By comparison, the 700 Pro’s controls all reside on the left ear cup and are a bit trickier to find when the device is worn on one’s head, as they are widely spaced apart.  Thankfully, the power button sits in shallow relief against the surrounding surface (unlike the previously mentioned mute button) and can be used for reference to find the chat/game balance and volume dials, which are positioned above and below correspondingly.  The dials have a nice, tactile resistance to them, allowing for a smooth and gradual increase or decrease in values and a far smaller likelihood of accidentally damaging one’s hearing by spinning either of them up too fast.  As you might have guessed, the Mute button is certainly the biggest offender of the four controls, running nearly flush to the bottom of the ear cup and is thus hard to locate.  Also, the only way to know if the mic is muted or not is to press the mute button and listen for an up-pitched or down-pitched tone.  An up-pitch means the mic is live, a down-pitch means the mic is muted.  Sadly, there is no LED light indicator on the boom mic to confirm that the mic is active.

Taking all of this into consideration, it’s a point on the board for the 500 Pro.

Design and Ergonomics WINNER:  NACON RIG 500 Pro HX

Nacon Rig 500 Pro Hx Vs. Nacon Rig 700 Pro Hx

3D Audio

Now the time has come to address the most important feature (at least in my book) and boldest claim of both these headsets, which is support for 3D Audio, powered by Dolby Atmos for Headphones technology.  These words can be found plastered all over the retail packaging in several places, and NACON is so confident in both headsets that they have included access to the required Dolby Atmos app for free in the box.  The 500 comes packaged with a 2-year activation code, while the 700 automatically provides licensed access to the app once its 3D dongle is attached to the console.  To be honest, before starting this comparison I was most curious about NACON’s claim surrounding the 500 Pro in particular, which boasts “Competition Grade 3D Audio”.  Personally speaking, all my previous experiences of using Dolby Atmos for Headphones with a wired headset up to that point had been consistently disappointing, and almost indistinguishable from plain stereo in fact.  The marketing for the RIG 500 Pro HX is the first I’ve seen that has actually used the words “3D Audio” for a wired headset, so despite feeling rather skeptical I went into this review with a little hope, given that NACON was willing to put RIG’s reputation on the line.  So you can imagine my pleasant surprise when the 500 ended up being not too shabby!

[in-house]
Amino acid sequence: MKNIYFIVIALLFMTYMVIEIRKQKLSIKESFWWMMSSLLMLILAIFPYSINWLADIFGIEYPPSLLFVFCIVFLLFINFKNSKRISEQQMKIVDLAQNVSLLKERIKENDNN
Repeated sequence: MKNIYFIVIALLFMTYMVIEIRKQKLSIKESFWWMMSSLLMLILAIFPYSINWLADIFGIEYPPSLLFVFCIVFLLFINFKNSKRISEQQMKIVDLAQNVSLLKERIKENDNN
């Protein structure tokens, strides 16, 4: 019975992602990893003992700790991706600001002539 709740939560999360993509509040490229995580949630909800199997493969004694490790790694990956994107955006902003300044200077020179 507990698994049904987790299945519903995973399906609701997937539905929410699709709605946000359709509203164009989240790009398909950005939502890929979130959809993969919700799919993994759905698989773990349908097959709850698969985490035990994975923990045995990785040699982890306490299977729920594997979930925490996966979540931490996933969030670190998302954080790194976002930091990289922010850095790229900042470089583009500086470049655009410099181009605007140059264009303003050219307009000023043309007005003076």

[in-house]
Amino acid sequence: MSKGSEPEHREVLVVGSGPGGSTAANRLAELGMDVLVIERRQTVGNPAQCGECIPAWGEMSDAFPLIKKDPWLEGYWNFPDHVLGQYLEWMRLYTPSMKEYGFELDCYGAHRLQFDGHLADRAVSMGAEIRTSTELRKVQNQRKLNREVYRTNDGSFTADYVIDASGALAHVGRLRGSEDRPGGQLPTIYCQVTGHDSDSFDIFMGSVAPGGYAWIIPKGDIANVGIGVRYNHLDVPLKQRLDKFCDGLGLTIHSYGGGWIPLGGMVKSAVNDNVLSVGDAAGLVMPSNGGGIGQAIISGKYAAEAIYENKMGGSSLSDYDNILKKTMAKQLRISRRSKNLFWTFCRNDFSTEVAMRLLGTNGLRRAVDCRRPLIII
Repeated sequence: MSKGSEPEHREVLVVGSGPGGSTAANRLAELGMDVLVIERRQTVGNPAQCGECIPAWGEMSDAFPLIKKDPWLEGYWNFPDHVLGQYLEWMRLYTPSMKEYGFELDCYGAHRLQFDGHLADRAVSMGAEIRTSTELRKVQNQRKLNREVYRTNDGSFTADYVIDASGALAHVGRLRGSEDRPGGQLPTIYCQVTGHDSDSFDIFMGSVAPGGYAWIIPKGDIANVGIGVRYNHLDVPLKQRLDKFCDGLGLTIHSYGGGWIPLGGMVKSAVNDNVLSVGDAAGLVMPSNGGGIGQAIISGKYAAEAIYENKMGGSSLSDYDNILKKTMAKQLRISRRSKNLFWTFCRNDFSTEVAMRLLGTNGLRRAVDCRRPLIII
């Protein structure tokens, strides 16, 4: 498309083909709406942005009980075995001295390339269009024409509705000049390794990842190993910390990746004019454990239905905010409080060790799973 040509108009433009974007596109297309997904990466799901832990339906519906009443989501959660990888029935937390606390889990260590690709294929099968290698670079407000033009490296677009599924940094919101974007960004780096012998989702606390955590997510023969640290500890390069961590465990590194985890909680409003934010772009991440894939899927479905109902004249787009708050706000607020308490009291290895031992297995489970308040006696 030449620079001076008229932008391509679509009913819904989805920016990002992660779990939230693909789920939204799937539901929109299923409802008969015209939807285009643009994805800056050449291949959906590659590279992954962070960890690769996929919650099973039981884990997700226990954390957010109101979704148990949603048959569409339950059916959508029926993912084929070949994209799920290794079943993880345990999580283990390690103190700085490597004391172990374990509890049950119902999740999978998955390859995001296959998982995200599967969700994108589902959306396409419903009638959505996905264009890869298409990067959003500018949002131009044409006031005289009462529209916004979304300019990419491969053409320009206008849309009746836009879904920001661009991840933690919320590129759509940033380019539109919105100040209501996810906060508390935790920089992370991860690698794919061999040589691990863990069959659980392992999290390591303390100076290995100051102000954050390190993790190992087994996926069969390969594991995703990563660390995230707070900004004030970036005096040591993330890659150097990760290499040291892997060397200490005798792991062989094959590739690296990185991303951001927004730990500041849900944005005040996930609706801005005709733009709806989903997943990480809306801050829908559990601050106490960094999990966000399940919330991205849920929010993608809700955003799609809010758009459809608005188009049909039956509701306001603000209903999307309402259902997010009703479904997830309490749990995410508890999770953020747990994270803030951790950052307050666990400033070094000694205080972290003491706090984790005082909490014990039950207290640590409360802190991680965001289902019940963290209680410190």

I spent about a week only using the 500 Pro before moving on to the 700 Pro, and when compared to my regular go-to headsets (the Xbox Wireless Headset and the Turtle Beach Stealth 700 Gen 2, both wireless headsets, mind), the 500 Pro provides “satisfactory” 3D surround performance.  I put the headset through the paces with several games, including Gears 5, MechWarrior 5: Mercenaries, Resident Evil 7 and more, as well as one of my fave audio test Blu-Rays, Hellboy 2: The Golden Army, and found the headset to be an adequate substitute to my wireless cans in a pinch.  I’ll be honest:  In terms of impressive surround sound, the 500 Pro is almost there, but not quite, falling noticeably below the easily distinguishable surround sound effects of the Turtle Beach Stealth 700 and 600 Gen 2 headsets, the Xbox Wireless Headset, and to a lesser but still perceptible extent its sibling the 700 Pro, specifically in that order.